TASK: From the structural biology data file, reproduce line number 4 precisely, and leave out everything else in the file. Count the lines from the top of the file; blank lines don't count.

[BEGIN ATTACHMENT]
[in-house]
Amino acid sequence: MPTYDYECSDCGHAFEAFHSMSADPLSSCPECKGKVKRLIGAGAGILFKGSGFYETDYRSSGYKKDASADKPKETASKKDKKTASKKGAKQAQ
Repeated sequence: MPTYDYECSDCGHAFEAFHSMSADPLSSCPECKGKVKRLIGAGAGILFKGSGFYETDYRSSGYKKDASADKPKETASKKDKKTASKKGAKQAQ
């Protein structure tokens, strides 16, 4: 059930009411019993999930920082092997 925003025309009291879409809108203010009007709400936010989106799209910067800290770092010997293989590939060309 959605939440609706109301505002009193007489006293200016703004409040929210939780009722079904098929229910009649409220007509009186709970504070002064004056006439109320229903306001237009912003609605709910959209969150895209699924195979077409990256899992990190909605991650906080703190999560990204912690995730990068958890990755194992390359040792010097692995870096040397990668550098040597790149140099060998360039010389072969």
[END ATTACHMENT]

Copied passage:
């Protein structure tokens, strides 16, 4: 059930009411019993999930920082092997 925003025309009291879409809108203010009007709400936010989106799209910067800290770092010997293989590939060309 959605939440609706109301505002009193007489006293200016703004409040929210939780009722079904098929229910009649409220007509009186709970504070002064004056006439109320229903306001237009912003609605709910959209969150895209699924195979077409990256899992990190909605991650906080703190999560990204912690995730990068958890990755194992390359040792010097692995870096040397990668550098040597790149140099060998360039010389072969």